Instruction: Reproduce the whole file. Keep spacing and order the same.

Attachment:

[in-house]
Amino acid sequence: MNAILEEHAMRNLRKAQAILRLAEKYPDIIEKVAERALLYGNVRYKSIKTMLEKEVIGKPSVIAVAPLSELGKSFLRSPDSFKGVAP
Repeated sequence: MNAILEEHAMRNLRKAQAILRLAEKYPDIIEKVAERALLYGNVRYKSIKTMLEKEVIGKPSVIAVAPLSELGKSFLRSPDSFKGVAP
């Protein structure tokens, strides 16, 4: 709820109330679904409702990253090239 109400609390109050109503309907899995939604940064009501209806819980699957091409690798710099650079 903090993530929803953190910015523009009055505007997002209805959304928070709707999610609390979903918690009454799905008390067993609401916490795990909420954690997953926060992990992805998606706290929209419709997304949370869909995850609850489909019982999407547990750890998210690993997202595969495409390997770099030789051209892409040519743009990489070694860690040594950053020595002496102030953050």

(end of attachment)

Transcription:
[in-house]
Amino acid sequence: MNAILEEHAMRNLRKAQAILRLAEKYPDIIEKVAERALLYGNVRYKSIKTMLEKEVIGKPSVIAVAPLSELGKSFLRSPDSFKGVAP
Repeated sequence: MNAILEEHAMRNLRKAQAILRLAEKYPDIIEKVAERALLYGNVRYKSIKTMLEKEVIGKPSVIAVAPLSELGKSFLRSPDSFKGVAP
């Protein structure tokens, strides 16, 4: 709820109330679904409702990253090239 109400609390109050109503309907899995939604940064009501209806819980699957091409690798710099650079 903090993530929803953190910015523009009055505007997002209805959304928070709707999610609390979903918690009454799905008390067993609401916490795990909420954690997953926060992990992805998606706290929209419709997304949370869909995850609850489909019982999407547990750890998210690993997202595969495409390997770099030789051209892409040519743009990489070694860690040594950053020595002496102030953050």